Jeremy Waldron. The Harm in Hate Speech. Harvard University Press. 304 Pages. $26.95.
In the harm in Hate Speech, New York University Professor Jeremy Waldron sets out to defend hate speech laws (or “group defamation laws,” as he prefers to label them) against critiques based on “knee-jerk” American First Amendment exceptionalism. Yet Waldron’s defense of hate speech laws is based on a purely abstract and ultimately flawed harm principle that is at odds with modern realities. The harm principle proposed by Waldron thus leads to a utilitarian calculus which reduces the freedoms of conscience and expression to dubious empirical disputations based on evidence that is vast and contradictory. Waldron’s abstract thesis leads him to dismiss some very weighty arguments against hate speech laws without investigating real examples of how they impact individuals and political debates and lead to arbitrary outcomes difficult to reconcile with the rule of law.
The book’s central premise is that hate speech undermines the equal dignity of individual members of vulnerable minorities. For Waldron, “The ultimate concern is what happens to individuals when defamatory imputations are associated with shared characteristics such as race, ethnicity, religion, gender, sexuality and national origin.” As examples, Waldron invokes the history of systematic racism and segregation in the U.S. and the lethal legacy of Nazism in Europe. Manifestations of hate speech “intimate a return to the all-too-familiar circumstances of murderous injustice that people or their parents or grandparents experienced,” which a “well ordered society” should not tolerate. Accordingly, hate speech can be restricted as a means of “assurance” to the targeted groups. Waldron explicitly rejects the idea that hate speech should constitute a “clear and present danger” before being prohibited by comparing hate speech with environmental harms such as automobile exhaust. Since we know that exhaust can result in lead poisoning, it is justified to require each automobile owner to fit an emission control on the exhaust pipe, even if we cannot show a direct link between the individual car owner and those afflicted by pollution. To Waldron the harm in hate speech outweighs the many objections to hate speech laws, such as the restrictions on autonomy and freedom of conscience, the interference with the political decision-making process, the often vague and imprecise language of hate speech codes, and the risk of political abuse.
The objective of seeking to reassure all members of society that they will not suffer persecution based on their race, religion, ethnicity, etc. is one on which virtually all can agree. No one can deny the very real and horrific consequences of Jim Crow and lynchings in America, or of Kristallnacht and the Holocaust in Europe. Even the most principled defender of the First Amendment would surely allow for further restrictions on free speech if indeed it could be shown that hate speech creates a significant risk of a return to violent racial persecution. But nothing suggests that America’s increasingly isolated position on the protection of free speech has led to increasing racial tensions. While there is likely no scientific method of accurately gauging the relationship between free speech and extremism, numerous surveys on race relations suggest that the putative dangers of tolerating extreme speech have little factual basis.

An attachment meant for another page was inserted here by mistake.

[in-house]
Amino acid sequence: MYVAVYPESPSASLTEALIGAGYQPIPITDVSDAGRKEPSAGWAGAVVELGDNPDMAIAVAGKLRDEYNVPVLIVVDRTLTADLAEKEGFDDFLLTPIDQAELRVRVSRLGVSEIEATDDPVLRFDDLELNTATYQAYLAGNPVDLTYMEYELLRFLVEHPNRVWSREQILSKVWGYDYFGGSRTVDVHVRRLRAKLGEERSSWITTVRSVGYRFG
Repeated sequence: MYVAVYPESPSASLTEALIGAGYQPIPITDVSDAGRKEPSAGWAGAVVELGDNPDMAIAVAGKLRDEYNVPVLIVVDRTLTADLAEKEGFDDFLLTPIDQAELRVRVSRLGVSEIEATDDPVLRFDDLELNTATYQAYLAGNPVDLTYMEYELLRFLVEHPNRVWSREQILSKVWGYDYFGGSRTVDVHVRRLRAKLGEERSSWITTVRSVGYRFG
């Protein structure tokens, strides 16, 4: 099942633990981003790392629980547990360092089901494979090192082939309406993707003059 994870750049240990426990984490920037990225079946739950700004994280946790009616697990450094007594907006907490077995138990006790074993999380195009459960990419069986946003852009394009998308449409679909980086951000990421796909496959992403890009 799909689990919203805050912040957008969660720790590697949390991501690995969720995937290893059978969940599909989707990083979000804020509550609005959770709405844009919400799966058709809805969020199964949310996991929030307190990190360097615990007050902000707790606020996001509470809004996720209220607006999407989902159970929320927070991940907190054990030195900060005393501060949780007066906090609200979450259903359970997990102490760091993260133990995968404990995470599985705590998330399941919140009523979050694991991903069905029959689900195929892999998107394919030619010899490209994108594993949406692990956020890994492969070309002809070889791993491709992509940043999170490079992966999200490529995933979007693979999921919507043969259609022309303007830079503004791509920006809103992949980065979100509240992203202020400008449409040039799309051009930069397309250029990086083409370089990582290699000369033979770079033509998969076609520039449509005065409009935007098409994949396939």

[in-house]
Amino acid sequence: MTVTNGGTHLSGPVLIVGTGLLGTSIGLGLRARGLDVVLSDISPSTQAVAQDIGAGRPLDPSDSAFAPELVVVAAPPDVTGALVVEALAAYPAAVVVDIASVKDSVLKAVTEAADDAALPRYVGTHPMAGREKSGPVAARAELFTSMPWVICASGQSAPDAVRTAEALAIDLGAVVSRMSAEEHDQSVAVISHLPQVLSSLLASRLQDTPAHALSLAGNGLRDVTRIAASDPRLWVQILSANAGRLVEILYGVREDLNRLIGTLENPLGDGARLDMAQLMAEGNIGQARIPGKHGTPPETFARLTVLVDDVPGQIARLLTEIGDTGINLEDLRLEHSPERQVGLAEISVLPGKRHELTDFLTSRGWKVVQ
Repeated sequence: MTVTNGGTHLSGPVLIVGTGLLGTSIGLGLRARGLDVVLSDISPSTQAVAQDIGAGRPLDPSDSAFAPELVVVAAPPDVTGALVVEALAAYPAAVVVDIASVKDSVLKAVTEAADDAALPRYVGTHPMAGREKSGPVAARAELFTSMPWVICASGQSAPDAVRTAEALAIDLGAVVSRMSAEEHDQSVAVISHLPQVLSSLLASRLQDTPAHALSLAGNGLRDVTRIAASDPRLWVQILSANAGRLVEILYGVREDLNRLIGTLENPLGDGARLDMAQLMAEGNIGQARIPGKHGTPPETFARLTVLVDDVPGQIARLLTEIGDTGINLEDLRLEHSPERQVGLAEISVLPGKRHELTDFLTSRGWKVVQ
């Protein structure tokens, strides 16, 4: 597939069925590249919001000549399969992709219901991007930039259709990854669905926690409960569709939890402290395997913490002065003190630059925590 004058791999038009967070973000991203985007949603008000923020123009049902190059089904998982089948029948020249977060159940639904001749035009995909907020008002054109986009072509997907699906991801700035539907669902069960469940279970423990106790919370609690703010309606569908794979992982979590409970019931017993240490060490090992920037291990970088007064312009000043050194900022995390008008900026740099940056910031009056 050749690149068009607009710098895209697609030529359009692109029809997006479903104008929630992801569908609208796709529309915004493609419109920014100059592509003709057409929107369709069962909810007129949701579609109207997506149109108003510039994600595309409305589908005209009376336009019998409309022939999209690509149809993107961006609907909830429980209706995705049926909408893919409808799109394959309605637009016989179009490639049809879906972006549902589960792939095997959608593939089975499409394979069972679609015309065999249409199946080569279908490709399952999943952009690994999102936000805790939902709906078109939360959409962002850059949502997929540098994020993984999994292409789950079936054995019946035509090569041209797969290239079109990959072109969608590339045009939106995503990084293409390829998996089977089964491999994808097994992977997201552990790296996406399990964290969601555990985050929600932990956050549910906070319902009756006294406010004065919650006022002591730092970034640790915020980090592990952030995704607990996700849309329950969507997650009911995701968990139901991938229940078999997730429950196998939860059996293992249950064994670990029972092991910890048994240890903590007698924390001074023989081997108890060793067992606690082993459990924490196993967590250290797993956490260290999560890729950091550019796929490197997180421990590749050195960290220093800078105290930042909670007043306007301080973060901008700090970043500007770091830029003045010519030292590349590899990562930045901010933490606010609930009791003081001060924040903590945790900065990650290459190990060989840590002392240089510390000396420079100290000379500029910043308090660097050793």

There is arguably no better way to gauge an ethnically diverse society’s level of tolerance and commitment to equality than to look at interracial marriages — prohibited in sixteen states until the Supreme Court struck down Virginia’s miscegenation law in 1967. The statistics on American attitudes toward interracial marriages reveal a startling development. According to a 2011 Gallup survey, only four percent of Americans approved of interracial marriages in 1958. But in 2011 86 percent of Americans had no problem with such marriages. Among Americans aged 18 to 29, a full 97 percent approve of interracial marriages, suggesting that race relations will only continue to improve. Not only are Americans more approving of interracial marriages, they also tie the knot across racial lines. According to a 2012 Pew survey, about fifteen percent of all new marriages in the United States in 2010 were between persons of different races, more than double the share in 1980 of 6.7 percent.
A couple of examples vividly demonstrate the development in race relations. When I visited Little Rock Central High in 2010 I was met by black and white teenagers mingling in the hallways and classrooms. A far cry from 1957 when “The Little Rock Nine” were met by hateful white protestors and had to be escorted to school by armed troops. In 1967, Virginia’s miscegenation law was declared unconstitutional. In 2008 a majority of Virginians voted for a mixed-race presidential candidate.
What about actual hate crimes where the offender is motivated by the victim’s race, religion, sexual orientation, ethnicity/national origin, or disability? According to fbi statistics, The total number of U.S. hate crime incidents decreased from 8,759 in 1996 to 6,628 in 2010. In per capita terms hate crime incidents declined from 3.25 incidents per 100,000 people in 1996 to 2.15 in 2010. Supporters of hate speech laws may argue that these developments have occurred despite the First Amendment’s protection of hate speech. But there is little evidence that Europe, with its hate speech laws, is doing better. For instance, the Anti-Defamation League’s surveys of anti-Semitism suggest significantly higher levels of anti-Semitism in all surveyed European countries than in the United States. Whereas hate crimes in the U.S. have decreased, a report from the eu Fundamental Rights Agency shows that hate crimes have increased between 2000 and 2009 in eleven out of fourteen surveyed eu countries. While differences in methodology preclude direct comparisons between each of the relevant eu countries as well as between these and the U.S., this trend does not suggest that hate speech laws are an effective tool against racism and intolerance in Europe.